Abu l-Salt wrote a book about Imam Rida's (a) demise. The book is mentioned by al-Najashi.[25] It is cited by al-Shaykh al-Saduq in his 'Uyun akhbar al-Rida.[26]

The fact that reports of Imam al-Rida's (a) demise are often transmitted by Abu l-Salt shows that his book was available at least until the 5th/11th or even 6th/12th centuries.

Burial Place

There is a mausoleum eastwards outside Mashhad known as Khwaja Aba Salt. There are also mausoleums in Qom and Semnan attributed to him.[27] The dome and the courtyard over his alleged burial place in Mashhad was reconstructed by Muhammad 'Ali Darwish and people's financial support. Some Sufis such as Darwish 'Ali (d. 726/1325-6) are buried near his burial place.

Notes

  1. Khaṭīb Baghdādī, Tārīkh-i Baghdād, vol. 11, p. 46; Samʿānī, al-Ansāb, vol. 5, p. 637-638.
  2. Khaṭīb Baghdādī, Tārīkh-i Baghdād, vol. 11, p. 26.
  3. Khaṭīb Baghdādī, Tārīkh-i Baghdād, vol. 11, p. 46; Samʿānī, al-Ansāb, vol. 5, p. 637; Mizzī, Tahdhīb al-kamāl fī ʾasmāʾ al-rijāl, vol. 11, p. 460; Najāshī, Rijāl al-Najāshī, p. 245.
  4. Dhahabī, Siyar aʿlām al-nubalāʾ, vol. 11, p. 448.
  5. Ṭūsī, Ikhtiyār maʿrifat al-rijāl, p. 615-616.
  6. Dhahabī, Tahdhīb al-tahdhīb, vol. 2, p. 457.
  7. Khaṭīb Baghdādī, Tārīkh-i Baghdād, vol. 11, p. 51; Dhahabī, Siyar aʿlām al-nubalāʾ, vol. 11, p. 448.
  8. Najāshī, Rijāl al-Najāshī, p. 245; Ṭūsī, al-Rijāl, p. 380; Ibn Shahrāshūb, Manāqib Āl Abī Ṭālib, vol. 4, p. 396; Ibn Dāwūd al-Ḥillī, Kitāb al-rijāl, p. 224.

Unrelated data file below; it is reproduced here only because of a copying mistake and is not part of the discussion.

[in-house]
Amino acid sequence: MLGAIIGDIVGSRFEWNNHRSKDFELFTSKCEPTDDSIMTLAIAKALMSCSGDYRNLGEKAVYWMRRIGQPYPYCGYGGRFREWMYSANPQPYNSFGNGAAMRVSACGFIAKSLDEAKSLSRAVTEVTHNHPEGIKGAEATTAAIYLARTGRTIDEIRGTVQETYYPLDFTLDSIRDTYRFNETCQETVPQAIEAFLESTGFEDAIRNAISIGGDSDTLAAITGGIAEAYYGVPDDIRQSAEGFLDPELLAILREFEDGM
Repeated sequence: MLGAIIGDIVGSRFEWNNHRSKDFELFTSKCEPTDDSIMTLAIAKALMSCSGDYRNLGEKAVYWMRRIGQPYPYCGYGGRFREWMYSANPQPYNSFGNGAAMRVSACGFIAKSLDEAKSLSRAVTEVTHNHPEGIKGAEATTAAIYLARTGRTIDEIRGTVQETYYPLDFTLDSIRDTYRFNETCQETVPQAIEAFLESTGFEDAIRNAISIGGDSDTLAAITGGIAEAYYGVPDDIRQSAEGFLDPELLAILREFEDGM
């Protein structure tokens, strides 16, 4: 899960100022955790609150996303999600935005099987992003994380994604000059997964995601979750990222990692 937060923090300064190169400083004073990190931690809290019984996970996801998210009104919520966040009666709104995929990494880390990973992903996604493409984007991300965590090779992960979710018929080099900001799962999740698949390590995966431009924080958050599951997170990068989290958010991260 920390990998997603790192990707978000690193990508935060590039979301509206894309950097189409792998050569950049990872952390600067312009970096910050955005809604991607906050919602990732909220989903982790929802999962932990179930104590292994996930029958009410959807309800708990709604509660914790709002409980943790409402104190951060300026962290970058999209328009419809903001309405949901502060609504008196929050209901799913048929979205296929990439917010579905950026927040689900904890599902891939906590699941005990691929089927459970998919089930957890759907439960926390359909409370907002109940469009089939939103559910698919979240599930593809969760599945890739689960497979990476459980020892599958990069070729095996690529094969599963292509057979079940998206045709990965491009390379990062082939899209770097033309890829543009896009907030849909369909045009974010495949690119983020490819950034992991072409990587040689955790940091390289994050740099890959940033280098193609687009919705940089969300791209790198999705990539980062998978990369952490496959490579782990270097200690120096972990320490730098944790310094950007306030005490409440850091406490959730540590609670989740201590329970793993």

9. Muqaddas Ardibīlī, Ḥadīqa al-Shīʿa, vol. 2, p. 840.
  10. Muqaddas Ardibīlī, Ḥadīqa al-Shīʿa, vol. 2, p. 840.
  11. Ṣadūq, ʿUyūn akhbār al-Riḍā, vol. 2, p. 183-184; Dhahabī, Tahdhīb al-tahdhīb, vol. 6, p. 319.
  12. Ṣadūq, ʿUyūn akhbār al-Riḍā, vol. 2, p. 242-245.
  13. Rāzī Ibn Abī l-Ḥātam, al-Jarḥ wa l-taʿdīl, vol. 3, p. 48; Ibn ʿUday, al-Kāmil fī al-ḍuʿafāʾ al-rajal, vol. 5, p. 1968; Khaṭīb Baghdādī, Tārīkh-i Baghdād, vol. 11, p. 26; Dhahabī, Tahdhīb al-tahdhīb, vol. 6, p. 319.
  14. Khaṭīb Baghdādī, Tārīkh-i Baghdād, vol. 11, p. 26.
  15. Khaṭīb Baghdādī, Tārīkh-i Baghdād, vol. 11, p. 47.
  16. Ibn Shāhin, Tārīkh asmāʾ al-thiqāt, p. 227; ʿIjlī, Tārīkh al-thiqāt, p. 303; Najāshī, Rijāl al-Najāshī, vol. 2, p. 60-61; Khaṭīb Baghdādī, Tārīkh-i Baghdād, vol. 11, p. 50.
  17. Jūzjānī, Aḥwāl al-rijāl, p. 205-206; Aqīlī, Kitāb al-ḍuʿafā al-kabīr, vol. 3, p. 48; Ibn Ḥabbān, al-Majrūḥīn, vol. 2, p. 151; Ibn ʿUday, al-Kāmil fī al-ḍuʿafāʾ al-rajal, vol. 11, p. 51.
  18. Basawī, al-Maʿrifat wa al-tārīkh, vol. 3, p. 77; Balādhurī, Ansāb al-ashrāf, p. 19; Khaṭīb Baghdādī, Tārīkh-i Baghdād, vol. 11, p. 46; Dhahabī, Siyar aʿlām al-nubalāʾ, vol. 11, p. 446-447; Dhahabī, Tahdhīb al-tahdhīb, vol. 6, p. 319-320.
  19. Khaṭīb Baghdādī, Tārīkh-i Baghdād, vol. 11, p. 47-48; Ṭūsī, al-Rijāl, p. 396.
  20. Aqīlī, Kitāb al-ḍuʿafā al-kabīr, vol. 3, p. 70; Dhahabī, Mīzān al-iʿtidāl, vol. 2, p. 616; Ṭūsī, Ikhtiyār maʿrifat al-rijāl, p. 615-616.
  21. Ṭabasī, Jāygāh-i riwāʾī-yi Abū l-Ṣalt al-Hirawī az dīdgāh-i farīqayn, no 30, p. 99.
  22. Khaṭīb Baghdādī, Tārīkh-i Baghdād, vol. 11, p. 48; Mizzī, Tahdhīb al-kamāl fī ʾasmāʾ al-rijāl, vol. 11, p. 462.
  23. Ṭabasī, Jāygāh-i riwāʾī-yi Abū l-Ṣalt al-Hirawī az dīdgāh-i farīqayn, no 30, p. 96.
  24. Ibn Kathīr al-Dimashqī, al-Bidāya wa l-nihāya, vol. 7, p. 359; Ibn ʿAsākir, Tārīkh madīnat Dimashq, vol, 42, p. 382.
  25. Najāshī, Rijāl al-Najāshī, vol. 2, p. 61.
  26. Ṣadūq, ʿUyūn akhbār al-Riḍā, vol. 2, p. 242-245.
  27. Iʿtimād al-Salṭana, Maṭlaʿ al-shams, vol. 2, p. 385-386.